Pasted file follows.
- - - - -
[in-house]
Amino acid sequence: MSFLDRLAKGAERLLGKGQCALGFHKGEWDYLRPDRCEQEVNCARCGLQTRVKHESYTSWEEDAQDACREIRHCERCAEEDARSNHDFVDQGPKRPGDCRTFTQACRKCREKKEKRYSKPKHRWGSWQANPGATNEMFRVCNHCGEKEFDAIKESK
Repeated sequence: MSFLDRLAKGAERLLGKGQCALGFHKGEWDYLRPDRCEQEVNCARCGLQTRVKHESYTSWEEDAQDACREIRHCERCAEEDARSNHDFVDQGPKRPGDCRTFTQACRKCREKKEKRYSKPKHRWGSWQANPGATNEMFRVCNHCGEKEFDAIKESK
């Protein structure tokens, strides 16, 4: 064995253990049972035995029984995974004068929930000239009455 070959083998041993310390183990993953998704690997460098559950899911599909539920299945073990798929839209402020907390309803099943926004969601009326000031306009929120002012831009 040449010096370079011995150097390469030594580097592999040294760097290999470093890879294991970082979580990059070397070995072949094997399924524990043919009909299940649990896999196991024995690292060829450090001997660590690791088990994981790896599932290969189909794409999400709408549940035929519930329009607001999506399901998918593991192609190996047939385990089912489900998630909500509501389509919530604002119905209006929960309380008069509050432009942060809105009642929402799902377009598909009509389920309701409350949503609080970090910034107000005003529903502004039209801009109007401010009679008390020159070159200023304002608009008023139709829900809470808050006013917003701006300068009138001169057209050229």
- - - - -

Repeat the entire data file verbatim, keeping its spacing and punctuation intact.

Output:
[in-house]
Amino acid sequence: MSFLDRLAKGAERLLGKGQCALGFHKGEWDYLRPDRCEQEVNCARCGLQTRVKHESYTSWEEDAQDACREIRHCERCAEEDARSNHDFVDQGPKRPGDCRTFTQACRKCREKKEKRYSKPKHRWGSWQANPGATNEMFRVCNHCGEKEFDAIKESK
Repeated sequence: MSFLDRLAKGAERLLGKGQCALGFHKGEWDYLRPDRCEQEVNCARCGLQTRVKHESYTSWEEDAQDACREIRHCERCAEEDARSNHDFVDQGPKRPGDCRTFTQACRKCREKKEKRYSKPKHRWGSWQANPGATNEMFRVCNHCGEKEFDAIKESK
């Protein structure tokens, strides 16, 4: 064995253990049972035995029984995974004068929930000239009455 070959083998041993310390183990993953998704690997460098559950899911599909539920299945073990798929839209402020907390309803099943926004969601009326000031306009929120002012831009 040449010096370079011995150097390469030594580097592999040294760097290999470093890879294991970082979580990059070397070995072949094997399924524990043919009909299940649990896999196991024995690292060829450090001997660590690791088990994981790896599932290969189909794409999400709408549940035929519930329009607001999506399901998918593991192609190996047939385990089912489900998630909500509501389509919530604002119905209006929960309380008069509050432009942060809105009642929402799902377009598909009509389920309701409350949503609080970090910034107000005003529903502004039209801009109007401010009679008390020159070159200023304002608009008023139709829900809470808050006013917003701006300068009138001169057209050229």